September is already the stock market's worst month historically, posting an average 1.2 percent decline. And despite a mild rally since mid-July, stocks are still trading at near bear-market levels. Year to date, the major averages are down as much as 12 percent.
"This is just the last gasp," says Kathy Boyle, president of Chapin Hill Advisors in New York. "From a technical point of view the rally actually did not look great. Pharmaceuticals aren't participating, none of the drug companies, none of the biotechs are participating, and tech is actually lagging."
"So this is really being driven by the financials," she adds. "Nothing systematically changed from last week other than they kind of got oversold. ... I'm still very worried."
Some think that while stocks could realize gains later in the year, the early part of autumn doesn't offer much optimism.
"It would not be unnatural for the market to test the bottom," says Quincy Krosby, chief investment strategist at The Hartford. "This is a bear market, and that would fit in with the process of a bear market."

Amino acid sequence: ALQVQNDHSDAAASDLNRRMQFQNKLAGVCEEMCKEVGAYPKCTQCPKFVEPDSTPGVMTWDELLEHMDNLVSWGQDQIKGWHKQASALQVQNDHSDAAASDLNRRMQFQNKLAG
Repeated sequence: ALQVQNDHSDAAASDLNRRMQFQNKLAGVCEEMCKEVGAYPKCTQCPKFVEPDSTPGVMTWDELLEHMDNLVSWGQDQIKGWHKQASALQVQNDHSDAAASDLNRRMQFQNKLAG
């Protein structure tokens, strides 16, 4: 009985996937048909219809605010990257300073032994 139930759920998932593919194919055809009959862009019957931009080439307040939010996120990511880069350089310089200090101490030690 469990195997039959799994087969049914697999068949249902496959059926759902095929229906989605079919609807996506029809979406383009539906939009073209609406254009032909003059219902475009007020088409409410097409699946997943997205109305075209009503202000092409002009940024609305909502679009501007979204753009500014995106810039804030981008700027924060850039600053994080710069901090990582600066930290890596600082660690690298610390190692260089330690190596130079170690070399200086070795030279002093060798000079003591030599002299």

Playing the Downturn
Taking advantage of such downward-trending situations is easier with the explosion of exchange-traded funds that reward investors when the market is lower.
It's a move that Boyle is employing with gusto. "The credit crisis is still here," she says.
Among the array of short ETFs, which gain 2 percent for every 1 percent the index they track falls, are ProShares funds: Ultra Short Financials, Ultra Short Russell 2000, and Ultra Short Real Estate. She also holds or is buying ETFs that are short the Dow, S&P 500 and the Nasdaq, as well as semiconductors and industrials.
Boyle has been consistent in predicting sharp stock downturns this year, and says that by October the Dow will slip below 10,000 and the S&P will tumble to 1,100 or lower, and the Nasdaq tech barometer is on its way to between 1,500 and 1,600.
Yet it's not all doom and gloom for Boyle. A rapid, steep fall could send the market to its long-awaited bottom, and the presidential election or another significant event could signal at least a steadying for the market, she says.
Stocks will slide "through October and November, then we're looking for a potential rally through the end of the year," Boyle says.
"We're looking at a 15 to 25 percent drop in the indexes over the next two months," she adds. "If that happens that could create a bottom and that may coincide with the election."